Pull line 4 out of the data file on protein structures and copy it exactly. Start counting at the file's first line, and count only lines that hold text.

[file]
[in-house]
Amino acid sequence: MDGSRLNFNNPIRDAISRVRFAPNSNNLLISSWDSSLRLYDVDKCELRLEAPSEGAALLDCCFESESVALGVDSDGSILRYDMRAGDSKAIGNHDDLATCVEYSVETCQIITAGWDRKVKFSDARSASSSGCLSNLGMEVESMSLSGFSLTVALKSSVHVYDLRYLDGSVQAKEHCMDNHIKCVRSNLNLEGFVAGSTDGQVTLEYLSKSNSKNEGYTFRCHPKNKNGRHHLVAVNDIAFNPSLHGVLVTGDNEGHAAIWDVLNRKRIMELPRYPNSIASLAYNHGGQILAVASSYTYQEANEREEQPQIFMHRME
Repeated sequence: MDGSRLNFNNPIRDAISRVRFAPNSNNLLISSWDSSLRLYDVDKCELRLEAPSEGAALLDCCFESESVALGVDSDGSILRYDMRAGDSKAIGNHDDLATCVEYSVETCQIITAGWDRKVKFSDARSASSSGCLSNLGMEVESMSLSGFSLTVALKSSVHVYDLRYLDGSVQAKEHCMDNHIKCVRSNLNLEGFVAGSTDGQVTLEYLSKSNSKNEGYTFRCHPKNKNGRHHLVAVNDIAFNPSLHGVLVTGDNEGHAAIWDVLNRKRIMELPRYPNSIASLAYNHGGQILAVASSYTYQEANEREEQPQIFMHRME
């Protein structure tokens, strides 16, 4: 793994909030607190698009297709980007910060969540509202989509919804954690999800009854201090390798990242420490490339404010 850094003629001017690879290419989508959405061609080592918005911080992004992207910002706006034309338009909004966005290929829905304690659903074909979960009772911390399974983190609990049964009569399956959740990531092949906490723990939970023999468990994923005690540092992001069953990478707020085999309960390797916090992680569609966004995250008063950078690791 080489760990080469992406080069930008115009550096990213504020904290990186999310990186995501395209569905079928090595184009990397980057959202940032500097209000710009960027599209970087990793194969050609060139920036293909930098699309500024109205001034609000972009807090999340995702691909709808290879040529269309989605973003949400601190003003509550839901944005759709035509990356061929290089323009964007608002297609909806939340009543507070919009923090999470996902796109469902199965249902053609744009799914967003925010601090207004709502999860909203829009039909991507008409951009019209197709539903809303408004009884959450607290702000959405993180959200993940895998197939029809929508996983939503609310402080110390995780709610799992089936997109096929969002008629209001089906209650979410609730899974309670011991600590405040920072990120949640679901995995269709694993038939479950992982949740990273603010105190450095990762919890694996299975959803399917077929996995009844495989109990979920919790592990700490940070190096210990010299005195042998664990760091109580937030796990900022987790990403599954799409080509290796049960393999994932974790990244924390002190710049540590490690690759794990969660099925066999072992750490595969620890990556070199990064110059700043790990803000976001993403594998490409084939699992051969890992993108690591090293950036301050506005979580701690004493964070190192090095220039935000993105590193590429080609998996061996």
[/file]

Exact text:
């Protein structure tokens, strides 16, 4: 793994909030607190698009297709980007910060969540509202989509919804954690999800009854201090390798990242420490490339404010 850094003629001017690879290419989508959405061609080592918005911080992004992207910002706006034309338009909004966005290929829905304690659903074909979960009772911390399974983190609990049964009569399956959740990531092949906490723990939970023999468990994923005690540092992001069953990478707020085999309960390797916090992680569609966004995250008063950078690791 080489760990080469992406080069930008115009550096990213504020904290990186999310990186995501395209569905079928090595184009990397980057959202940032500097209000710009960027599209970087990793194969050609060139920036293909930098699309500024109205001034609000972009807090999340995702691909709808290879040529269309989605973003949400601190003003509550839901944005759709035509990356061929290089323009964007608002297609909806939340009543507070919009923090999470996902796109469902199965249902053609744009799914967003925010601090207004709502999860909203829009039909991507008409951009019209197709539903809303408004009884959450607290702000959405993180959200993940895998197939029809929508996983939503609310402080110390995780709610799992089936997109096929969002008629209001089906209650979410609730899974309670011991600590405040920072990120949640679901995995269709694993038939479950992982949740990273603010105190450095990762919890694996299975959803399917077929996995009844495989109990979920919790592990700490940070190096210990010299005195042998664990760091109580937030796990900022987790990403599954799409080509290796049960393999994932974790990244924390002190710049540590490690690759794990969660099925066999072992750490595969620890990556070199990064110059700043790990803000976001993403594998490409084939699992051969890992993108690591090293950036301050506005979580701690004493964070190192090095220039935000993105590193590429080609998996061996």